nikkineel(GA 8/7b)February 23, 2008

We transplanted some really old Camellias in November. The person building our pool "moved" them initially and we have been babying them all winter. We are in Georgia. They are quite leggy since finding their new home and I'm not sure how much to prune them. Any advice?

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luis_pr(7b/8a Hurst, TX)

You can contact these people in Georgia for specific questions:

or you can also review the recommendations of the American Camellia Society on pruning here:

    Bookmark   February 26, 2008 at 8:10AM
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This is my first post ever after living 18 months in Smyrna, GA -- (Cobb County zone 7A but shown sometimes as 7A.) I have searched camellia forums (and read about the 45-year old transplant) but still have a transplant question. In Sept. 07 I moved into a 15-year-old home and want to transplant an unknown cultivar (classic reddish color) camellia japonica, kept pruned to about 6 ft because of oval decorative window above it, that originally was espaliered against front of red/orangey-color GA-brick house, facing south with no shade except a gutter overhang. In front of the tiny planting bed is a huge white concrete driveway expanse, adding heat reflection. Camellia still blooms, very late (March), and pulled away from its espaliered setup years ago. So it's completely flat on back. Still okay in front but leans slightly forward; small amount of leaf disease that I haven't bothered researching in past 18 months since too busy on inside of home. Now it's time. But after reading of the $$ of equipment, giant spades, etc., I think maybe I should chop it down and buy a new one to plant in the back yard, which has mix of morning sun and afternoon shade. A UGA horticulture prof told me to cut around its roots right now and let it sit that way, where it is, till next year. Then transplant it next February and prune it back, leaving only 1/3 of it. It was Q&A session, so no time to get any more info. Maybe I misunderstood something. I am hesitant to do that UGA method since I don't have enough knowledge.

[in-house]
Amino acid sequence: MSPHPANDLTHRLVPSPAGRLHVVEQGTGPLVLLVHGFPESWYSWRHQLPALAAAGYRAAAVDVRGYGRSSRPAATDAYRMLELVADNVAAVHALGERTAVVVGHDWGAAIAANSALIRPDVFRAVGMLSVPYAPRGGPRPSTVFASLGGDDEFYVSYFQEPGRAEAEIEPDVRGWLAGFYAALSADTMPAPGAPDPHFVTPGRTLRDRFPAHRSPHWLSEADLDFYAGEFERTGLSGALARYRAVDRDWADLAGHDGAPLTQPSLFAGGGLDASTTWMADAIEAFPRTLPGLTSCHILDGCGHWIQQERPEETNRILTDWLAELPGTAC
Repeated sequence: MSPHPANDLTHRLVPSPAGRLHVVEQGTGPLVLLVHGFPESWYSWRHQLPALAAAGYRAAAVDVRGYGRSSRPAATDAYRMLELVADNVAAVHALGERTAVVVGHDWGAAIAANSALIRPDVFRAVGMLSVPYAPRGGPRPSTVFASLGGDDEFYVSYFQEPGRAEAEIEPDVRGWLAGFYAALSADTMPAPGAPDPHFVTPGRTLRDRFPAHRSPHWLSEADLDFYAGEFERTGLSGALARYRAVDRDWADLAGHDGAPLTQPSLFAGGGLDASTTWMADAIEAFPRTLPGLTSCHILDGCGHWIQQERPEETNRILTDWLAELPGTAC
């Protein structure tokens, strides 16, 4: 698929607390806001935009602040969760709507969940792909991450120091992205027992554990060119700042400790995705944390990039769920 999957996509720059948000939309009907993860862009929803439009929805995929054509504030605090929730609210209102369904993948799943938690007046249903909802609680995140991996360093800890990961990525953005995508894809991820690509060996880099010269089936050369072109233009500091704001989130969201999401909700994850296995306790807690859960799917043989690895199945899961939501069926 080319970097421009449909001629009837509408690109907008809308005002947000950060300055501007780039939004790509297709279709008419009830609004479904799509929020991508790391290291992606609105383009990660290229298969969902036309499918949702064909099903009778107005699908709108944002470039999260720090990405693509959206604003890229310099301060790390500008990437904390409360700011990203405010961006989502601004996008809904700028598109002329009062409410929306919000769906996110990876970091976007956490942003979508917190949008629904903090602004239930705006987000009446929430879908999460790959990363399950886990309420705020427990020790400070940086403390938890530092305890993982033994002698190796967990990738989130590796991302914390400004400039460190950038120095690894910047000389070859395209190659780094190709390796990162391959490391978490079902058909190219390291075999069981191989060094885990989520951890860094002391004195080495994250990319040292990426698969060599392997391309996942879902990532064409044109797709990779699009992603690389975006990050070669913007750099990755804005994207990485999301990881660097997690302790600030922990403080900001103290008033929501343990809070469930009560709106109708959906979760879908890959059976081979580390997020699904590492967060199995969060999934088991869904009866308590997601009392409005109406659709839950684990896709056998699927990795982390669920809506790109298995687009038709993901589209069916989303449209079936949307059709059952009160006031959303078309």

I would appreciate any experienced opinion. And I know I could contact the North GA expert listed with a phone number only. Thanks for a great site; I'm glad I found it.

    Bookmark   February 29, 2008 at 12:04PM
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Whoops, on my question above on transplanting espaliered Camellia japonica, I made a typo on my Smyrna (within city limits) growing zone, in Cobb County. Cobb is considered 7B as part of metro Atlanta, but UGA website shows it as 7A.

(As a newbie, I would also be interested in opinions on which zone I'm in: 7A or 7B?)

Thanks again.

    Bookmark   February 29, 2008 at 12:11PM
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